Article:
ALEXANDRIA – The sprawling trial of four gang members charged with murdering 17-year-old Brenda Paz neared its most critical point yesterday – the moment when jurors will retire behind closed doors to decide the men’s legal fate.
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On the first day of the trial’s fifth week, prosecutors and lawyers for three of the four defendants completed their closing arguments, agreeing on the essential facts of the case but differing sharply on many critical details jurors ultimately must decide.
The jury is expected to get the case today after lawyers for the sole defendant to testify in his own defense, Oscar “Gato” Garcia-Orellana, present their summation, followed by a final rebuttal statement by the prosecution.
While the complexity of the case was underscored by the fact that jury instructions consumed more than an hour, Assistant U.S. Attorney Patricia Giles said the case is, in reality, very simple.
Paz was killed July 13, 2003, about a month after she voluntarily left the federal witness program. She was stabbed to death because she was a government informant – a “rat,” in the vernacular of the Mara Salvatrucha gang, also called MS-13, Giles said. Paz had been providing information to gang investigators in Virginia and several other states.
But lawyers for two of the gang members on trial argued that the government is also to blame for failing to protect Paz after police had been told her life was in danger.
For violating the gang’s ruthlessly enforced code of silence, Paz paid with her life, Giles said. The pregnant teenager’s body was dumped on a bank of the Shenandoah River’s North Fork, about 100 miles west of Washington.
“Brenda Paz had no idea she would die a horrible death at the hands of the four defendants seated before you,” Giles said. “To these four defendants, she was nothing more than a rat, a snitch. These four defendants killed her because she was a witness.”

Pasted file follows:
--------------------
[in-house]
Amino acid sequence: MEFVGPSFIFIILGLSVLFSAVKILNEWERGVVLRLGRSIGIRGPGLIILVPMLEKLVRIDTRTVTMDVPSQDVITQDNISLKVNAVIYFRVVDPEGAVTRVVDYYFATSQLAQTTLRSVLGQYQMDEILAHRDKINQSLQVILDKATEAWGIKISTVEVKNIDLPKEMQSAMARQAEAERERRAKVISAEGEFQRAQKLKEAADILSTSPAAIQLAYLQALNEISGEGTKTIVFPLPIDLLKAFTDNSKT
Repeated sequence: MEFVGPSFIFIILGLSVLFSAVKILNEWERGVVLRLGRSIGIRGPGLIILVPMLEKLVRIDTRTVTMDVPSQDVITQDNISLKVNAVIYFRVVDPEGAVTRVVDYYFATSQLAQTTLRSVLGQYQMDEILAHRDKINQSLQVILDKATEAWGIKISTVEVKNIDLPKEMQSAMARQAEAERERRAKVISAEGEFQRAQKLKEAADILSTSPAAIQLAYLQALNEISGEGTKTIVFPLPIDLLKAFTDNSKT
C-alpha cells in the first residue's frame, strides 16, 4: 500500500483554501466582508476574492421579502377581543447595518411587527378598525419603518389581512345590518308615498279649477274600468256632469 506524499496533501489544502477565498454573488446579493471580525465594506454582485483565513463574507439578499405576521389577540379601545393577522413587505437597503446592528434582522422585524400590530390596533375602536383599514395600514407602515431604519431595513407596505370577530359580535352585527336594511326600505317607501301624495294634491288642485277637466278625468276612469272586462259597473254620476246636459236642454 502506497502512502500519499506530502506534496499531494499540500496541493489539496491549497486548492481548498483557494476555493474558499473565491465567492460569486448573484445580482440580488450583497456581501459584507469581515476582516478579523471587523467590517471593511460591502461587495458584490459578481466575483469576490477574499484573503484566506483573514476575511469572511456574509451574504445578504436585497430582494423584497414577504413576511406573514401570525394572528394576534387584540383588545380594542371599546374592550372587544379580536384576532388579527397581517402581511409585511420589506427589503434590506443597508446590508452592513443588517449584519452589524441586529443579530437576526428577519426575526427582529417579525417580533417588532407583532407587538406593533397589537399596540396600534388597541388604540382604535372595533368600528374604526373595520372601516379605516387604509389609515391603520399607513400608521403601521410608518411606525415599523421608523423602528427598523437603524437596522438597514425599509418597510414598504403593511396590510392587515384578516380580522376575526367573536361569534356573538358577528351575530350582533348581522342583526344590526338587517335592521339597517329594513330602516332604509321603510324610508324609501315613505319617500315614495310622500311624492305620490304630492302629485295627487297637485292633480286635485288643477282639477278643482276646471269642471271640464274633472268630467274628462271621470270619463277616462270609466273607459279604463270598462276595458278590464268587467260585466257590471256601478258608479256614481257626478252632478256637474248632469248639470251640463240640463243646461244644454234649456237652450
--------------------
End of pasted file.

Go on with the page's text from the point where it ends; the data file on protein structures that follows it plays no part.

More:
The stakes in the outcome of the trial could scarcely be higher, she told the jury.
“There is no greater threat to our system of justice than an attack on a witness,” Giles said. “Witnesses are our lifeblood.”
Prosecutors argued that Paz was killed on the orders of 21-year-old Denis “Conejo” Rivera in an attempt to prevent her from testifying against him in a 2003 gang-related murder. Along with the 32-year-old Garcia, Ismael “Arana” Cisneros, 26, and Oscar “Pantera” Antonio Grande, 22, are charged with planning and carrying out the killing. All four defendants have pleaded not guilty. If convicted, they could get the death penalty.
Giles urged the jury to listen to more than two dozen tape recordings in which Rivera, while in jail, is alleged to have orchestrated the killing of Paz because she was preparing to testify against him.
“The most compelling and damning witness against Denis Rivera is Denis Rivera,” she said. “Those calls are his voice, his plot and ultimately his order for her murder.”
But Rivera’s lawyer, Jerome P. Aquino, said prosecutors charged the wrong man. Numerous other MS-13 members wanted Paz dead, Aquino said. He said Rivera’s tough talk came at the urging of police officers.